My brain quits at 3. It'll start again, later, but between 3 and dinnertime, there's nothin' doing. Theoretically, organically, naturally, this is not a problem - it's only human to require a mid-afternoon break. In Spain, people close their shops and head home for a siesta. In kindergarten, you roll yourself out on the floor and rest your brain and body from all the hard work of finger-painting and playground-running that fill an elementary school day.
But here, in the 9-5 workaday office world, this is when the brain needs to kick it up a notch. There are e-mails to be sent, spreadsheets to be completed, displays to be plotted before the day ends. My schedule is determined not by my brain's stubborn productivity schedule, but by my housemates' transportation needs and dinner plans. We leave work at 4:30 - sharp. Dinner happens whenever the cook finishes preparing it. And in between, and after, there are all the details of life together to contend with - shuttling people to places they need to be, doing grocery shopping, cleaning the kitchen, replacing the curtain rod that fell on my head yesterday morning, or transplanting peonies into the yard. Work doesn't happen at home; it happens at work.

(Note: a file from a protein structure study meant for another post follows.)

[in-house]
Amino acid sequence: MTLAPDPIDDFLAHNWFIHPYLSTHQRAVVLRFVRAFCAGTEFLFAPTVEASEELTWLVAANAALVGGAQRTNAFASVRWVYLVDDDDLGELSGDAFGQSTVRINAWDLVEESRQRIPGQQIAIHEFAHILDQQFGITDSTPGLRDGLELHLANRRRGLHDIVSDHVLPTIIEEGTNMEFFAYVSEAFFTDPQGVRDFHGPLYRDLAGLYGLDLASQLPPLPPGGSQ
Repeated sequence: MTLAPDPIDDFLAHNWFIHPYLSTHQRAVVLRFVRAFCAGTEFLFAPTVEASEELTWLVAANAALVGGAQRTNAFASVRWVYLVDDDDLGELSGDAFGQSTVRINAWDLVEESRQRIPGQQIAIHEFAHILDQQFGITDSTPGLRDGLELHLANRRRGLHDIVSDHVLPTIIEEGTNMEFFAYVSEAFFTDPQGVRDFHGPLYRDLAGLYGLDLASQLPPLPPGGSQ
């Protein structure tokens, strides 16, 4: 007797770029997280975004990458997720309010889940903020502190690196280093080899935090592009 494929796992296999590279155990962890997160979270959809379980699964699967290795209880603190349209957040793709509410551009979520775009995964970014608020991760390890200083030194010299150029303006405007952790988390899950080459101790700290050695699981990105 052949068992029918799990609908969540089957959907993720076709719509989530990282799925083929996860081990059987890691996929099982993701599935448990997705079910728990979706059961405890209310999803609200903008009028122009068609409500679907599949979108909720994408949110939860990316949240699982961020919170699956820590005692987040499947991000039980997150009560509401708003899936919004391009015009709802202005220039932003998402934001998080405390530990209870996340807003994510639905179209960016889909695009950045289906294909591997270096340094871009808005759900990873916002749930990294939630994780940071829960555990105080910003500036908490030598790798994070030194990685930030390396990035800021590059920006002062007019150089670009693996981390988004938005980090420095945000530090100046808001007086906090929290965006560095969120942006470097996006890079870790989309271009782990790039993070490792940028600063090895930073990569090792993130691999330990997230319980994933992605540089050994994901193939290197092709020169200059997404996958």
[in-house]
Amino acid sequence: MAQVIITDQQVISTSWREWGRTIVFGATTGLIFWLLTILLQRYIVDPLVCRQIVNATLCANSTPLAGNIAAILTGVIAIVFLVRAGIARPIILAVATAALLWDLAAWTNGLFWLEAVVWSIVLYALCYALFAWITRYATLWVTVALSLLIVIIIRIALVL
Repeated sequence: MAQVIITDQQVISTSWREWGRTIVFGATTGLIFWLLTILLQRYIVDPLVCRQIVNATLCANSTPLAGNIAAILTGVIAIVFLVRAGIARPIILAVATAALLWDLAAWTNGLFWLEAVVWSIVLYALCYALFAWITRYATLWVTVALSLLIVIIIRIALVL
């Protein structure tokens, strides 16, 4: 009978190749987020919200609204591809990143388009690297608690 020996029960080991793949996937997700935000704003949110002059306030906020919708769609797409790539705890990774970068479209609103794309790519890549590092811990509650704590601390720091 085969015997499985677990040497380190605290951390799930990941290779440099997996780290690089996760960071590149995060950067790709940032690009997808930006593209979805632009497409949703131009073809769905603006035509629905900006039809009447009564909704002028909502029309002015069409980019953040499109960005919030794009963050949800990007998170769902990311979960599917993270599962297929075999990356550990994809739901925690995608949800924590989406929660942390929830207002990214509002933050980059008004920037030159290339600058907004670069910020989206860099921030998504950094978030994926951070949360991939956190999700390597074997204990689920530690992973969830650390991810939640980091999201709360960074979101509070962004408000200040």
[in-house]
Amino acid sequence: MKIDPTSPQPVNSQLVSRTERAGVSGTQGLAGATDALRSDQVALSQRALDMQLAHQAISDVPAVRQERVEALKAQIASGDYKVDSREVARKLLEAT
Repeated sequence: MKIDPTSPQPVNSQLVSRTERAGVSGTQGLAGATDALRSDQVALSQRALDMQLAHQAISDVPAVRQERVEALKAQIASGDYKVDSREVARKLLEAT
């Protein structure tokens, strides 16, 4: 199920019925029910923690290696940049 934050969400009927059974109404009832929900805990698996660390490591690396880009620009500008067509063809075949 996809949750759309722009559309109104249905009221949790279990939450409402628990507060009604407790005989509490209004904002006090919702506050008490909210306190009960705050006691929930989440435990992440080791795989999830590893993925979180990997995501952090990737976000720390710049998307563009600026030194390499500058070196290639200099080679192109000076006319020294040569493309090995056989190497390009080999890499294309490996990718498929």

But the work is not finished. And so, though I have already planned a worship service, finalized a planning team, written a brochure, and fielded several random e-mail inquiries about my work today, I will press on. For another half an hour.
But I assure you, my brain will be demanding overtime.